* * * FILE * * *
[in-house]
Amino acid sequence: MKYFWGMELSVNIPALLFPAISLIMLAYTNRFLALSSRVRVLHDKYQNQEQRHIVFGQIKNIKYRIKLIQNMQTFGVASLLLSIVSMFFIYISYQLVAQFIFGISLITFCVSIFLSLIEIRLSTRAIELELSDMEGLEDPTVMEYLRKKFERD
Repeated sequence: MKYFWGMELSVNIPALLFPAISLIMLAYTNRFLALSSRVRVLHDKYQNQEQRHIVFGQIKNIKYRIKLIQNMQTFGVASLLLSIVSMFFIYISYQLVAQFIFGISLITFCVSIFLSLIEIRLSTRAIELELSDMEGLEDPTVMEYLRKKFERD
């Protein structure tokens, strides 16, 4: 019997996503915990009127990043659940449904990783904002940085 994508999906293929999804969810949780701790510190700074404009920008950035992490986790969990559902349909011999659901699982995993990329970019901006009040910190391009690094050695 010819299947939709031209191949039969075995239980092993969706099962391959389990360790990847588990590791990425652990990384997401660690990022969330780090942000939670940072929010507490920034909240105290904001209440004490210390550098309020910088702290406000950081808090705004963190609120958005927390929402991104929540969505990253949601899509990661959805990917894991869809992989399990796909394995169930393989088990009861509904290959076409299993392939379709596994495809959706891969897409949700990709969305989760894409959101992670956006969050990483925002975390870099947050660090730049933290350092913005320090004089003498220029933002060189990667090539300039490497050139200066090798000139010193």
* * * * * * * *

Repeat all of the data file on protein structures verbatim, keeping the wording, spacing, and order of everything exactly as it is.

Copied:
[in-house]
Amino acid sequence: MKYFWGMELSVNIPALLFPAISLIMLAYTNRFLALSSRVRVLHDKYQNQEQRHIVFGQIKNIKYRIKLIQNMQTFGVASLLLSIVSMFFIYISYQLVAQFIFGISLITFCVSIFLSLIEIRLSTRAIELELSDMEGLEDPTVMEYLRKKFERD
Repeated sequence: MKYFWGMELSVNIPALLFPAISLIMLAYTNRFLALSSRVRVLHDKYQNQEQRHIVFGQIKNIKYRIKLIQNMQTFGVASLLLSIVSMFFIYISYQLVAQFIFGISLITFCVSIFLSLIEIRLSTRAIELELSDMEGLEDPTVMEYLRKKFERD
């Protein structure tokens, strides 16, 4: 019997996503915990009127990043659940449904990783904002940085 994508999906293929999804969810949780701790510190700074404009920008950035992490986790969990559902349909011999659901699982995993990329970019901006009040910190391009690094050695 010819299947939709031209191949039969075995239980092993969706099962391959389990360790990847588990590791990425652990990384997401660690990022969330780090942000939670940072929010507490920034909240105290904001209440004490210390550098309020910088702290406000950081808090705004963190609120958005927390929402991104929540969505990253949601899509990661959805990917894991869809992989399990796909394995169930393989088990009861509904290959076409299993392939379709596994495809959706891969897409949700990709969305989760894409959101992670956006969050990483925002975390870099947050660090730049933290350092913005320090004089003498220029933002060189990667090539300039490497050139200066090798000139010193």